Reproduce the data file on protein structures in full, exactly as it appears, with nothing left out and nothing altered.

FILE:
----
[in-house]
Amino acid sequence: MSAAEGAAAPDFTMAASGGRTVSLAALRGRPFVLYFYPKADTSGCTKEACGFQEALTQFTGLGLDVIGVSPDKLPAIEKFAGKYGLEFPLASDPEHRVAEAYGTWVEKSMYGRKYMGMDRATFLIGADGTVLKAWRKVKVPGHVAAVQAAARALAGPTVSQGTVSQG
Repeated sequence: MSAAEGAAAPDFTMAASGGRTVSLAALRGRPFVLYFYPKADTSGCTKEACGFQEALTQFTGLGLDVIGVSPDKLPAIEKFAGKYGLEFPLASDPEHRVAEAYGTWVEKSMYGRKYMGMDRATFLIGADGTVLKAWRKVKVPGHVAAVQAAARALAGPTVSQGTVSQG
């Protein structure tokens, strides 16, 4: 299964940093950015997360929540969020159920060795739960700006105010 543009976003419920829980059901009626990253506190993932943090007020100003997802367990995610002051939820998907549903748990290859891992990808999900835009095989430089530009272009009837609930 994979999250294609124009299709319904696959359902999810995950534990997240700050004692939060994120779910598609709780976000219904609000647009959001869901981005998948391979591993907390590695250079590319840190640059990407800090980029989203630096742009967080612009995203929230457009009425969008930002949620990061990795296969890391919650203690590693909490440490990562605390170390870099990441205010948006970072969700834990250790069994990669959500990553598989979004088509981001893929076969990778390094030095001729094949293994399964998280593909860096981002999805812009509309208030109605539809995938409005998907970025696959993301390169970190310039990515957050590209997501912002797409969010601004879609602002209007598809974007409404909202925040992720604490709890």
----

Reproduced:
[in-house]
Amino acid sequence: MSAAEGAAAPDFTMAASGGRTVSLAALRGRPFVLYFYPKADTSGCTKEACGFQEALTQFTGLGLDVIGVSPDKLPAIEKFAGKYGLEFPLASDPEHRVAEAYGTWVEKSMYGRKYMGMDRATFLIGADGTVLKAWRKVKVPGHVAAVQAAARALAGPTVSQGTVSQG
Repeated sequence: MSAAEGAAAPDFTMAASGGRTVSLAALRGRPFVLYFYPKADTSGCTKEACGFQEALTQFTGLGLDVIGVSPDKLPAIEKFAGKYGLEFPLASDPEHRVAEAYGTWVEKSMYGRKYMGMDRATFLIGADGTVLKAWRKVKVPGHVAAVQAAARALAGPTVSQGTVSQG
């Protein structure tokens, strides 16, 4: 299964940093950015997360929540969020159920060795739960700006105010 543009976003419920829980059901009626990253506190993932943090007020100003997802367990995610002051939820998907549903748990290859891992990808999900835009095989430089530009272009009837609930 994979999250294609124009299709319904696959359902999810995950534990997240700050004692939060994120779910598609709780976000219904609000647009959001869901981005998948391979591993907390590695250079590319840190640059990407800090980029989203630096742009967080612009995203929230457009009425969008930002949620990061990795296969890391919650203690590693909490440490990562605390170390870099990441205010948006970072969700834990250790069994990669959500990553598989979004088509981001893929076969990778390094030095001729094949293994399964998280593909860096981002999805812009509309208030109605539809995938409005998907970025696959993301390169970190310039990515957050590209997501912002797409969010601004879609602002209007598809974007409404909202925040992720604490709890």